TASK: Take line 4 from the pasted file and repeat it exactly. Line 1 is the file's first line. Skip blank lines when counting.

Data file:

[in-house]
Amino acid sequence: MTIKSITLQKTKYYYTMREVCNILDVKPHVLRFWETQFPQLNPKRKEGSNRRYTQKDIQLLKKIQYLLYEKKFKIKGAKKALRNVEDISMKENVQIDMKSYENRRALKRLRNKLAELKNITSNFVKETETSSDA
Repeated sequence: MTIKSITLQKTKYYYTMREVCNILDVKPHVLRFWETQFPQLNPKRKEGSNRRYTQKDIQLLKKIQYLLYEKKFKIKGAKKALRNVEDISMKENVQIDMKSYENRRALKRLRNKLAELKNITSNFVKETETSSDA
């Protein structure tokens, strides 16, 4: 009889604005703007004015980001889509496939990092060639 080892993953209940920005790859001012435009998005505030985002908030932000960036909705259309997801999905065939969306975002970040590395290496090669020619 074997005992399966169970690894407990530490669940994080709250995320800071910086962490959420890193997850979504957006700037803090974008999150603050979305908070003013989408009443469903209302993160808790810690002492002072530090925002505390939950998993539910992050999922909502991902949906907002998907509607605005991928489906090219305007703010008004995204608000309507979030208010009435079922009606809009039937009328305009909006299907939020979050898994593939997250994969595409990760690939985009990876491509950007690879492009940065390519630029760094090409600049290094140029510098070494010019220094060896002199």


């Protein structure tokens, strides 16, 4: 009889604005703007004015980001889509496939990092060639 080892993953209940920005790859001012435009998005505030985002908030932000960036909705259309997801999905065939969306975002970040590395290496090669020619 074997005992399966169970690894407990530490669940994080709250995320800071910086962490959420890193997850979504957006700037803090974008999150603050979305908070003013989408009443469903209302993160808790810690002492002072530090925002505390939950998993539910992050999922909502991902949906907002998907509607605005991928489906090219305007703010008004995204608000309507979030208010009435079922009606809009039937009328305009909006299907939020979050898994593939997250994969595409990760690939985009990876491509950007690879492009940065390519630029760094090409600049290094140029510098070494010019220094060896002199």